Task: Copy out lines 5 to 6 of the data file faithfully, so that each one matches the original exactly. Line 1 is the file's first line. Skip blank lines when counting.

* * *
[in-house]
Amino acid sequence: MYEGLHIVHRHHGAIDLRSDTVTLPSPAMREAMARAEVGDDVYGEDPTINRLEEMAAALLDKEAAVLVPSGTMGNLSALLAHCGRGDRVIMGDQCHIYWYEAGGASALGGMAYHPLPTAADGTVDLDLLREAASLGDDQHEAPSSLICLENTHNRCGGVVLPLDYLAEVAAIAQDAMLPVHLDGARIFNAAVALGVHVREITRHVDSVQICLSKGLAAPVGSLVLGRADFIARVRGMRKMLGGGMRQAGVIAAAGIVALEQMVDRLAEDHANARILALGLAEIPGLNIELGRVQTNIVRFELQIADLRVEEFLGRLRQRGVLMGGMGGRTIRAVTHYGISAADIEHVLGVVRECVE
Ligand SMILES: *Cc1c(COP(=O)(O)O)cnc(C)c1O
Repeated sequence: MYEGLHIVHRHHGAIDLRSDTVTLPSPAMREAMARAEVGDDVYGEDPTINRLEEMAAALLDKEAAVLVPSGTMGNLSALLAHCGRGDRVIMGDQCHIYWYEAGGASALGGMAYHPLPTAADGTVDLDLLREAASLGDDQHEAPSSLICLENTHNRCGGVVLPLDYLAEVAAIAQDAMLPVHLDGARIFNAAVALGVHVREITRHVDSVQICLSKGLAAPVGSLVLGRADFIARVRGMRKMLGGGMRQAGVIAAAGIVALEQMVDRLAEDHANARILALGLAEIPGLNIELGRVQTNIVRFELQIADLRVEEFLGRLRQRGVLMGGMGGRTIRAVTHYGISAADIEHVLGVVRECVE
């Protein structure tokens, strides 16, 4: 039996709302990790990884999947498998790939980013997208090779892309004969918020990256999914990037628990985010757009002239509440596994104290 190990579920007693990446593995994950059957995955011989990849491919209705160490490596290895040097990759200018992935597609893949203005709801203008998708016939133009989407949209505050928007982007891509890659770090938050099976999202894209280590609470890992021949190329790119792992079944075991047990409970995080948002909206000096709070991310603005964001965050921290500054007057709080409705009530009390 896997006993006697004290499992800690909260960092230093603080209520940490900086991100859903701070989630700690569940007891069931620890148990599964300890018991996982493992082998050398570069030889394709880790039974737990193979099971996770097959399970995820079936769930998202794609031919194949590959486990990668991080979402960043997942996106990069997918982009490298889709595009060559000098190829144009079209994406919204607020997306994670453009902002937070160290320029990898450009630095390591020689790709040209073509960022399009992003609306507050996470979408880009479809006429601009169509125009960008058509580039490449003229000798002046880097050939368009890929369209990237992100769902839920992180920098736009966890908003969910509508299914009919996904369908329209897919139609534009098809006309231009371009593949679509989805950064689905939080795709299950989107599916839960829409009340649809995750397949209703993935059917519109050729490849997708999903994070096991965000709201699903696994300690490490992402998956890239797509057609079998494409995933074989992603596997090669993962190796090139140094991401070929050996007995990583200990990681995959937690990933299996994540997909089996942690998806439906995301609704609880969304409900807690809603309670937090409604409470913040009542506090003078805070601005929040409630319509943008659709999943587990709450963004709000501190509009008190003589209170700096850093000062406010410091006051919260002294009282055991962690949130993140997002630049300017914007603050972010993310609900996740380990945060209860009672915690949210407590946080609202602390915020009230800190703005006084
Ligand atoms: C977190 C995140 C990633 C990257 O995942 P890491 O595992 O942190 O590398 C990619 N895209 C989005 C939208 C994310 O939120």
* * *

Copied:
């Protein structure tokens, strides 16, 4: 039996709302990790990884999947498998790939980013997208090779892309004969918020990256999914990037628990985010757009002239509440596994104290 190990579920007693990446593995994950059957995955011989990849491919209705160490490596290895040097990759200018992935597609893949203005709801203008998708016939133009989407949209505050928007982007891509890659770090938050099976999202894209280590609470890992021949190329790119792992079944075991047990409970995080948002909206000096709070991310603005964001965050921290500054007057709080409705009530009390 896997006993006697004290499992800690909260960092230093603080209520940490900086991100859903701070989630700690569940007891069931620890148990599964300890018991996982493992082998050398570069030889394709880790039974737990193979099971996770097959399970995820079936769930998202794609031919194949590959486990990668991080979402960043997942996106990069997918982009490298889709595009060559000098190829144009079209994406919204607020997306994670453009902002937070160290320029990898450009630095390591020689790709040209073509960022399009992003609306507050996470979408880009479809006429601009169509125009960008058509580039490449003229000798002046880097050939368009890929369209990237992100769902839920992180920098736009966890908003969910509508299914009919996904369908329209897919139609534009098809006309231009371009593949679509989805950064689905939080795709299950989107599916839960829409009340649809995750397949209703993935059917519109050729490849997708999903994070096991965000709201699903696994300690490490992402998956890239797509057609079998494409995933074989992603596997090669993962190796090139140094991401070929050996007995990583200990990681995959937690990933299996994540997909089996942690998806439906995301609704609880969304409900807690809603309670937090409604409470913040009542506090003078805070601005929040409630319509943008659709999943587990709450963004709000501190509009008190003589209170700096850093000062406010410091006051919260002294009282055991962690949130993140997002630049300017914007603050972010993310609900996740380990945060209860009672915690949210407590946080609202602390915020009230800190703005006084
Ligand atoms: C977190 C995140 C990633 C990257 O995942 P890491 O595992 O942190 O590398 C990619 N895209 C989005 C939208 C994310 O939120």